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Paul Bremer still believes Iraq is better off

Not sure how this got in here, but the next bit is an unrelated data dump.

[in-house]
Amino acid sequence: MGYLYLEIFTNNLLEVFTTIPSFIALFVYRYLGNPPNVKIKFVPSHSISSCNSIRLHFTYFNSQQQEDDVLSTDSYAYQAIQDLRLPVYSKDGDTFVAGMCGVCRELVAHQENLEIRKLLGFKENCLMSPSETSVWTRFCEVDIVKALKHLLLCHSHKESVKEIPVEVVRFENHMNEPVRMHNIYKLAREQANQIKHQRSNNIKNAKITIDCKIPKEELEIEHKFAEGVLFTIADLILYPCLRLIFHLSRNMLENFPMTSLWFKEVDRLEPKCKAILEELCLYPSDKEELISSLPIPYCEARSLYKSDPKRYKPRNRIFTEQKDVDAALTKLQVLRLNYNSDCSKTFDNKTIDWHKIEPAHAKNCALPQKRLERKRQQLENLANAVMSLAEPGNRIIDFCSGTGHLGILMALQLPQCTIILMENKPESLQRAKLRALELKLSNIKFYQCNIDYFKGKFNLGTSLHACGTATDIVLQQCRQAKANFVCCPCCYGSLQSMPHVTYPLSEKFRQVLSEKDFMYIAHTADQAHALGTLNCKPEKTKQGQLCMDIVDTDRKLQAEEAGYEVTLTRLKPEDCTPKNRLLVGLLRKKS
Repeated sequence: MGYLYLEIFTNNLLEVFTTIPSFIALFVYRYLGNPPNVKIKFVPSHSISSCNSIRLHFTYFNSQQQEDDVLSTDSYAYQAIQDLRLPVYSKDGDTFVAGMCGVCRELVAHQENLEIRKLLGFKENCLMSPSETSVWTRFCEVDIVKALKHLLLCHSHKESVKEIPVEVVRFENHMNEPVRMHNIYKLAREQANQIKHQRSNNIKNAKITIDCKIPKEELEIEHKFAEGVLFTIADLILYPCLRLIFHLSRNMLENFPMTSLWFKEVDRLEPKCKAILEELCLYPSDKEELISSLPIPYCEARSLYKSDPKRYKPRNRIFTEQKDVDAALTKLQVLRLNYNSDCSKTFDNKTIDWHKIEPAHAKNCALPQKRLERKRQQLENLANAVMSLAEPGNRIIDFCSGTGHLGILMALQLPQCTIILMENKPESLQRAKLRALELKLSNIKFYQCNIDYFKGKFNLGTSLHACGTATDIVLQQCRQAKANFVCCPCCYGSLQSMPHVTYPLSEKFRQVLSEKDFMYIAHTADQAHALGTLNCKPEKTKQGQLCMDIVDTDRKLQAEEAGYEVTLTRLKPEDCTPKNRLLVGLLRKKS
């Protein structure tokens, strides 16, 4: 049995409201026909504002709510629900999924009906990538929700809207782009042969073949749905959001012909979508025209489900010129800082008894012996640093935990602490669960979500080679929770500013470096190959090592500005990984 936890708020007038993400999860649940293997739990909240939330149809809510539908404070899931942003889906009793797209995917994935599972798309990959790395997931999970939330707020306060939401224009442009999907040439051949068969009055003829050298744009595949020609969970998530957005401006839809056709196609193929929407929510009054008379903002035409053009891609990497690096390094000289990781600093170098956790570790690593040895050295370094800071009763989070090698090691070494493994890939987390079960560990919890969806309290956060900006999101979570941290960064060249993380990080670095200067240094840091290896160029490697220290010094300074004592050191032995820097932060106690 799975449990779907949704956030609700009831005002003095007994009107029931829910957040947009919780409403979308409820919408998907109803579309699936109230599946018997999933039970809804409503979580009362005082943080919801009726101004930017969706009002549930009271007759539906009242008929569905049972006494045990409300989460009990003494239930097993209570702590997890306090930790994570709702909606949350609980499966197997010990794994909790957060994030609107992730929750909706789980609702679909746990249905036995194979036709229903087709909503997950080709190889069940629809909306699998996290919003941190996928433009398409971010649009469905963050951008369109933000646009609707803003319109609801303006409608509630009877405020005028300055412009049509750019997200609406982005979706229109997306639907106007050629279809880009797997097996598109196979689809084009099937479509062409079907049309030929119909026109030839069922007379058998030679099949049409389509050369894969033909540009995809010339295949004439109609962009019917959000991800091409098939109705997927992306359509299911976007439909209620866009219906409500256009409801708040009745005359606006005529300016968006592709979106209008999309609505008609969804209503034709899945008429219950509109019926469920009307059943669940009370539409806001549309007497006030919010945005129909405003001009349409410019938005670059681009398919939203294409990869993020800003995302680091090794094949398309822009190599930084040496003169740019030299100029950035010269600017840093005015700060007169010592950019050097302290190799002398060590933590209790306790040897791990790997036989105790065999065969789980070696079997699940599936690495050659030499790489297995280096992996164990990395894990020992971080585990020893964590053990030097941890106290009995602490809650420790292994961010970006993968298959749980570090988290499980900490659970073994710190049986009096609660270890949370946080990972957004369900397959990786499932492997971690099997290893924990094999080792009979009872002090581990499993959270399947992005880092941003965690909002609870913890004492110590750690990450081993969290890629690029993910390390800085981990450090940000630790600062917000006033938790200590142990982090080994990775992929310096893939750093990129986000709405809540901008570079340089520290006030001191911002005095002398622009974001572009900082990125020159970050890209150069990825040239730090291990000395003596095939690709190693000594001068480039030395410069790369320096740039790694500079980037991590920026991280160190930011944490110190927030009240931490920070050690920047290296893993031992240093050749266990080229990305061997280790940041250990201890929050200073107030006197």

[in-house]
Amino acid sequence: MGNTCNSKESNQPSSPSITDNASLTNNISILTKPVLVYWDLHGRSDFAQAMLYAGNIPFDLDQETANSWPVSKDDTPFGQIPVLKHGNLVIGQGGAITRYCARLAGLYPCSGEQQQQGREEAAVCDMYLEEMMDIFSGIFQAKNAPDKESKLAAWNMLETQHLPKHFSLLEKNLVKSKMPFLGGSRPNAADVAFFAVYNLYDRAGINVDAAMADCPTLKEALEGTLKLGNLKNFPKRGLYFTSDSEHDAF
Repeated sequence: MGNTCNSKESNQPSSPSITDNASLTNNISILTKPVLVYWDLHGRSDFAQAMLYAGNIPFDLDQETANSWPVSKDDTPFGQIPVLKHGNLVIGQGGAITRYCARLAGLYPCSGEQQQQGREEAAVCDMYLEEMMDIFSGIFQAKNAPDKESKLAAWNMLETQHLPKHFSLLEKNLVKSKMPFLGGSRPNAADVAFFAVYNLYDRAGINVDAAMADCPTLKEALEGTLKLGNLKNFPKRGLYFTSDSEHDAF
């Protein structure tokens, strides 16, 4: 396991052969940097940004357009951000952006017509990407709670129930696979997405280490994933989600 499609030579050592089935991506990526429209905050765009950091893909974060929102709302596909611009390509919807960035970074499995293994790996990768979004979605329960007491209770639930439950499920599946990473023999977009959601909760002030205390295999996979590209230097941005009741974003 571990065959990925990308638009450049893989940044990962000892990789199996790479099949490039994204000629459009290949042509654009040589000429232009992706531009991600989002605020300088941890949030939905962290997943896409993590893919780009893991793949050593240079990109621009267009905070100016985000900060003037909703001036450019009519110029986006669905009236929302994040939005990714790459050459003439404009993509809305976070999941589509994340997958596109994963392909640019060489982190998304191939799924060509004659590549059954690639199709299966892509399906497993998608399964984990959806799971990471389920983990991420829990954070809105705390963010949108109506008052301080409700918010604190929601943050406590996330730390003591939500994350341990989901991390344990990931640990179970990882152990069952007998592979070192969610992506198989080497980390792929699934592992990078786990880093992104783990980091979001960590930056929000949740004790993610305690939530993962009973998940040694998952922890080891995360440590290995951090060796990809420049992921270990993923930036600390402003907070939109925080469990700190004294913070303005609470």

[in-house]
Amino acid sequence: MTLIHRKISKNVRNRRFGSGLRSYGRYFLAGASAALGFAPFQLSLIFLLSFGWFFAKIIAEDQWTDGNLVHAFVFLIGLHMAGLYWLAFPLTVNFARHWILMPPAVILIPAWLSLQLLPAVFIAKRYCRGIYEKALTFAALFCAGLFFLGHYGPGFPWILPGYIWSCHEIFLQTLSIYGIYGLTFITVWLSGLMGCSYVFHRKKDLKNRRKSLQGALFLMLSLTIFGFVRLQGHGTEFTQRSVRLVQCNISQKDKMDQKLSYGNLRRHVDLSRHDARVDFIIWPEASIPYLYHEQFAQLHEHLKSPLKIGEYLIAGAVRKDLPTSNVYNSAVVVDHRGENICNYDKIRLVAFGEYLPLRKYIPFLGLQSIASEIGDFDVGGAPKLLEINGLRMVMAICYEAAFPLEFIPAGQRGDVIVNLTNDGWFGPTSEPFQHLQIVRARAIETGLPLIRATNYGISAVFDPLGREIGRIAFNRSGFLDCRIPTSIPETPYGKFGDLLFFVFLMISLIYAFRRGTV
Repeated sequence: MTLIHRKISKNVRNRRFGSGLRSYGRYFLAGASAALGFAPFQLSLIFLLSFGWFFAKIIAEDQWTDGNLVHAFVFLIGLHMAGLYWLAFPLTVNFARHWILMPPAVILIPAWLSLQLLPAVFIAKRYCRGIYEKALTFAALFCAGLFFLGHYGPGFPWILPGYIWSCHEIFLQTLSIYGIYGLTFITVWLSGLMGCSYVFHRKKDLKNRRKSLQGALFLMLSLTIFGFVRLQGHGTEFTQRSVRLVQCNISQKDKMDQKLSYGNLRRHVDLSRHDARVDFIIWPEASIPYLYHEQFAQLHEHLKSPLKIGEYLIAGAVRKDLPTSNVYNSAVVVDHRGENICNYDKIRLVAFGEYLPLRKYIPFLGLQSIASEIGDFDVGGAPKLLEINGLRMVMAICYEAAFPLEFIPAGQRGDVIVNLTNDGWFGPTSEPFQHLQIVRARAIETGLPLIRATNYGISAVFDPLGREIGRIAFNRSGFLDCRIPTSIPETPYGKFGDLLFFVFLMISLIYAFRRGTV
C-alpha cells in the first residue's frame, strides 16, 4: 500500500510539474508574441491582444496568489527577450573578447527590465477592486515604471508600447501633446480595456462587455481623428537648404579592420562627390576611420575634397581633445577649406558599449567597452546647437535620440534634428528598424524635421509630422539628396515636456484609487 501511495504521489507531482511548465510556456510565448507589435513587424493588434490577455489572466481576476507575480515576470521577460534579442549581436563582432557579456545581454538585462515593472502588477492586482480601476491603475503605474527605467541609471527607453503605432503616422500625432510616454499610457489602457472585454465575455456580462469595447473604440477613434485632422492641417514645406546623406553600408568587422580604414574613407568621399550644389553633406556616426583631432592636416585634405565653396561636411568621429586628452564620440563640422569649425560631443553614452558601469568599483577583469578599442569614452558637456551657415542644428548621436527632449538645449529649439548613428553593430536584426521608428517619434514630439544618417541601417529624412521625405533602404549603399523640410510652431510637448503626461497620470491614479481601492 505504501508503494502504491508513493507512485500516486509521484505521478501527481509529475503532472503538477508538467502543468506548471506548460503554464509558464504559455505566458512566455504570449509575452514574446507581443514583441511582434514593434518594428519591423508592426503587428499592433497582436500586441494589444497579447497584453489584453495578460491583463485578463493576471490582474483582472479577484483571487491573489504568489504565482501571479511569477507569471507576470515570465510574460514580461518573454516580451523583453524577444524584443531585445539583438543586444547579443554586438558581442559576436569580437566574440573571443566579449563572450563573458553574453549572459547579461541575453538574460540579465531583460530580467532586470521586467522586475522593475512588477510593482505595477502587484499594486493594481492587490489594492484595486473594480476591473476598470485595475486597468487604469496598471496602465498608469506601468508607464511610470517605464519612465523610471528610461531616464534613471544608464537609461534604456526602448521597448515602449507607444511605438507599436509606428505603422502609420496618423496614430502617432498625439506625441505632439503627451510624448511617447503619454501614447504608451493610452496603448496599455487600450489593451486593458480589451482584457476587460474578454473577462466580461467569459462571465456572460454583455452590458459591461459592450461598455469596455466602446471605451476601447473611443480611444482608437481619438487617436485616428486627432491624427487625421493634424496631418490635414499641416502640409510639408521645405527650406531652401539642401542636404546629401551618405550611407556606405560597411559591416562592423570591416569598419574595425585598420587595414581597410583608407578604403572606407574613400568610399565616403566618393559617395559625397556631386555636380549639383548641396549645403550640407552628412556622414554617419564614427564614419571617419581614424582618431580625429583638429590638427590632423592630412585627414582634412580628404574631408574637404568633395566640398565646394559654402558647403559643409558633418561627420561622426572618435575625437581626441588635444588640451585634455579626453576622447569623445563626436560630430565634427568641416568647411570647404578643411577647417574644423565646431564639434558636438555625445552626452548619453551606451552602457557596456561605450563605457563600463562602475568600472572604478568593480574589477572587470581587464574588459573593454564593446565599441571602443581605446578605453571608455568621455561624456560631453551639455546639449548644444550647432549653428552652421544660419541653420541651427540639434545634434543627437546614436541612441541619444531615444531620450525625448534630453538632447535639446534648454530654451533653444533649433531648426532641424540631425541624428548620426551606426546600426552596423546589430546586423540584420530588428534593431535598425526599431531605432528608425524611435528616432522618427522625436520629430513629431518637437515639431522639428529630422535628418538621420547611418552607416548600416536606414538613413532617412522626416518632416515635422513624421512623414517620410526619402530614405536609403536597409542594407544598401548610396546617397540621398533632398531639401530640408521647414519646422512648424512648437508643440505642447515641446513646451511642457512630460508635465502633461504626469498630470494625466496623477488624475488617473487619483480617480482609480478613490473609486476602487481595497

This past week, while giving a speech at an event organized by the neoconservative Henry Jackson Society in London, former U.S. civil administrator of Iraq Paul Bremer was confronted by the legacy of the human catastrophe he had helped facilitate during his tenure in that country. In an incident captured on video, an Iraqi man in the crowd who stood up to address the panel and said that he had been forced to flee Iraq after “the U.S. destroyed my country” threw both his shoes at a seemingly stunned Bremer before being removed from the event. In the commotion afterward he can be heard to yell “You f***** up my country, you destroyed the country. F*** you and f*** your democracy.” After regaining his composure and suggesting that the Iraqi man “improve his aim if he wants to do things like that,” Bremer addressed the quieted crowd by saying, “If he had done that while Saddam Hussain had been alive he would be a dead man right now.” Upon hearing Bremer’s words of proud reassurance, the gathering of neoconservative think-tank intellectuals burst into applause -- a moment emblematic of the arrogance that legal impunity has generated for the architects of one of the worst humanitarian disasters of the 21st century. For Bremer -- who often refers critics to "the Iraqi people" when questioned over the country's monumental cost in human suffering during his civil administration -- to be confronted by one of those very same Iraqis and still maintain his hubristic defiance is indicative of his moral bankruptcy and that of the neoconservative movement for which he remains an esteemed representative.

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